Schelling grew up outside Zurich with two older brothers. “They always play hockey in the garage with tennis balls,” he said. “I always wanted to play with them. They always said, ‘No, no, no, you can’t do that.’ But then at one point they said, ‘You can play with us, but you will be clean.’ “She’s only 4 years old, but she’s experienced.
There was no league of girls in Switzerland at the time, so Schelling played with boys. “I didn’t even know woman hockey existed,” he said. “I grew up playing with children, year after year. But that’s fine, I’m always good enough to play with them.”
At the age of 14, Schelling made his national team debut for Swiss women. And then in 2008, he enrolled at Northeastern University. “Having Florence is really a turning point for this program,” said Huskies coach Dave Flint. “We struggled a bit when I took over. I was lucky; you could say the best goalkeeper in the world was committed. And being a former goalkeeper myself, I always knew how important it was to build your team around a good goalkeeper. He helped put us back on the map. “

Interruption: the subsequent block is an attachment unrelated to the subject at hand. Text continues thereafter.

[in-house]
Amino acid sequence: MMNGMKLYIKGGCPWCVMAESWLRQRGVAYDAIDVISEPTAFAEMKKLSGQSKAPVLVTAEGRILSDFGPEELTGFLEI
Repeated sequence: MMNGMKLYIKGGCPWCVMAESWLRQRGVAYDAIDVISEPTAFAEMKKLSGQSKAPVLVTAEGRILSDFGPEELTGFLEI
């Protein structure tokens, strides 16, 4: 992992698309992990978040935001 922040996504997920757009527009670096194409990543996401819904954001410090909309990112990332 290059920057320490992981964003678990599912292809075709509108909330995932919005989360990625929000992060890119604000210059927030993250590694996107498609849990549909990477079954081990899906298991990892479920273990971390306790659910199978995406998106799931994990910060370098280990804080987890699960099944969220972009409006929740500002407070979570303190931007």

Schelling was finalist Patty Kazmaier in 2012, but what stood out to her teammates was how she handled herself. Schelling, who is fluent in four languages (German, English, French and Swedish) is very thorough. “He likes his sanitary pads clean,” said Coyne Schofield. “He doesn’t like the puck marks on his pad.” Schelling also has a signature helmet; he is one of the few destination lenders who still wears a cage helmet combo, popularized by Dominik Hasek.
“He is one of the most powerful players on the ice,” said Flint. “He just flipped the switch, and when he was on the ice, the only thing he wanted was to win. That’s all.”
Coyne Schofield was a freshman when Schelling was a senior and said he “always looked at Florence, and how truly found the balance of being an athlete-student.” Schelling has many friends in hockey like outside hockey. “The group of friends at Northeastern is always very diverse,” said Coyne Schofield. “I like to meet my Florence friends, because they are always so interesting, and I like hearing about their background. Florence is in a business program and she is very serious about her studies. Nobody wears more blazers and professional clothes on campus than Florence – at a time when most of us didn’t even have one blazer. “
After Schelling graduated, he played at CWHL. But in 2014, US and Canadian team players were centered to prepare for the Olympics. “Obviously, the level of play will decrease,” he said. “And I didn’t know what that meant. So I decided to go home.”
Schelling knew the only way he would be truly challenged was to play men’s hockey. “I hired an agent for the first time in my life, and asked him to get me a job in the men’s team,” Schelling said. “And he did it.”